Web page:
The news about the presence of four eight-core chips under the cover of the AMD Ryzen Threadripper processors caused a lot of noise among enthusiasts and fans of “more cores”, sowing hope for the possible unlocking of two unused chips. To clarify the situation with the “inactive cores”, as well as the relationship of HEDT solutions Ryzen Threadripper and server processors EPYC, one of AMD top managers James clears the things.
Threadripper is not a Epyc processor. Different substrate, different dies. 2 dies work, other 2 have no path to operation. Basically rocks.
— James Prior (@cavemanjim) September 17, 2017
As Mr. Pryor wrote in his tweet, the Threadripper chips are using a completely different substrate than the server CPUs of the EPYC. Unlike the latter, AMD’s HEDT solutions have only two dies completely disconnected, and for this reason AMD calls them “dummies” instead of “inactive dies”. Thus, no matter how many working cores are contained in unused silicon dies, it will not be possible to unlock them.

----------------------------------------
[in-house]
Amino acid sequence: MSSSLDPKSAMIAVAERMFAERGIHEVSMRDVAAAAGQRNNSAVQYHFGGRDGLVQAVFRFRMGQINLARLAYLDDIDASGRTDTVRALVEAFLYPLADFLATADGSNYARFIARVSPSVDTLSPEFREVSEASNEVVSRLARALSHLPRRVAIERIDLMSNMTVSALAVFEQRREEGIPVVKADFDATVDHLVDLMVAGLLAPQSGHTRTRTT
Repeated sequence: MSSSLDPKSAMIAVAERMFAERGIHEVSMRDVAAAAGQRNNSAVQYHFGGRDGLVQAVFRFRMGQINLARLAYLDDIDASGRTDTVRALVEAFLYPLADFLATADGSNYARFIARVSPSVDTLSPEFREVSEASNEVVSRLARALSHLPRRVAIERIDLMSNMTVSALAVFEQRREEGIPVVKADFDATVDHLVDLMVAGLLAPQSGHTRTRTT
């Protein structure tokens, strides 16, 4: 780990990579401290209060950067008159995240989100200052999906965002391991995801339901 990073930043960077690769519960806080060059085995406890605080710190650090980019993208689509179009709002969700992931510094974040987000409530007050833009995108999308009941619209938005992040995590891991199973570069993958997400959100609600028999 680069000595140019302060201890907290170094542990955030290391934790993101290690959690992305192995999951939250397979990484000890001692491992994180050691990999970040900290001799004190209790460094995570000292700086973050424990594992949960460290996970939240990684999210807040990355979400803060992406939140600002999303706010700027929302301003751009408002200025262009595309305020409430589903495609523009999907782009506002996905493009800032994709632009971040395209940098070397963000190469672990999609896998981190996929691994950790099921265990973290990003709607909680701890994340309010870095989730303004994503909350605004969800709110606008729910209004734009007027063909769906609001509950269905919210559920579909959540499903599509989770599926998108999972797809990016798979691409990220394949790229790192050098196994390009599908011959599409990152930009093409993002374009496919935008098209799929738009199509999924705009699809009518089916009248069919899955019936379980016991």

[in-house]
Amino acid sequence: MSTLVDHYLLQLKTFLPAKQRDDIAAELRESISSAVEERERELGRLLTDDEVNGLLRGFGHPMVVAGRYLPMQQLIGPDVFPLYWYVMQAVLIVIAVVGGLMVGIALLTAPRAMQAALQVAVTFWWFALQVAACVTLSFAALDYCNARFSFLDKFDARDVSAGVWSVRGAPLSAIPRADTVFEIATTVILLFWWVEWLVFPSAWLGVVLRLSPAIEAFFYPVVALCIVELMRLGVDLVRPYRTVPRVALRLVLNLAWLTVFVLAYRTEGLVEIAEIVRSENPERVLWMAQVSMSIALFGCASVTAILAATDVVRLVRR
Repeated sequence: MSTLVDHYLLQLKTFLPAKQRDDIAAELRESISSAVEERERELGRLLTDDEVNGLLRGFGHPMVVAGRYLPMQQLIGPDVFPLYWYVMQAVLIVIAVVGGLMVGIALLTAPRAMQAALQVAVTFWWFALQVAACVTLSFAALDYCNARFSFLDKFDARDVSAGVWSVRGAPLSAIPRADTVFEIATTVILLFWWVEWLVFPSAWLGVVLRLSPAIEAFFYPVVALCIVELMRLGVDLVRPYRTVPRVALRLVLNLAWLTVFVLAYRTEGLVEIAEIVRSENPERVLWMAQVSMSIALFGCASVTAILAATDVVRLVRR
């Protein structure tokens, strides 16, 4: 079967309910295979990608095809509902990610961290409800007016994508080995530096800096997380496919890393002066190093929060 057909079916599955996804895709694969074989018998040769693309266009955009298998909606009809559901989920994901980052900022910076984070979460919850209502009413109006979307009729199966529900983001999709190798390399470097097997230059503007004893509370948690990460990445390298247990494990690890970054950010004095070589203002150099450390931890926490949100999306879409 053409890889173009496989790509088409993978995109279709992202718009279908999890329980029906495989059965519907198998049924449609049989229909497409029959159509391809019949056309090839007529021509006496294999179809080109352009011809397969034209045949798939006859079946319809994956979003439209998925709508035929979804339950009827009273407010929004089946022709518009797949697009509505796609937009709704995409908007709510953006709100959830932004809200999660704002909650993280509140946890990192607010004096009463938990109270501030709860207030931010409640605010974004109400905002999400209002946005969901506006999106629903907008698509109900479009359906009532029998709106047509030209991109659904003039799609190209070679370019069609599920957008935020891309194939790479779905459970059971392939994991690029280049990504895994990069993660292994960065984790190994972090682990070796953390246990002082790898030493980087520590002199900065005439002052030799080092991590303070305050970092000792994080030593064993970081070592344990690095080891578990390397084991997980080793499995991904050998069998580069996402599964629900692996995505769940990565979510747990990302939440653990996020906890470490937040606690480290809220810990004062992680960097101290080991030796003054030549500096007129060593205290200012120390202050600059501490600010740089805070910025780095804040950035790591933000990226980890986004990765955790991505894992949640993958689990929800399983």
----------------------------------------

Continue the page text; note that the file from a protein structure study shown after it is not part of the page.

In this way, AMD finally announced that no matter how many unused cores are under these processors, unlocking them is totally impossible as they are not even soldered.
But some users and enthusiasts believe that this is not the whole truth, and yet there may be processors in which the additional cores could be triggered.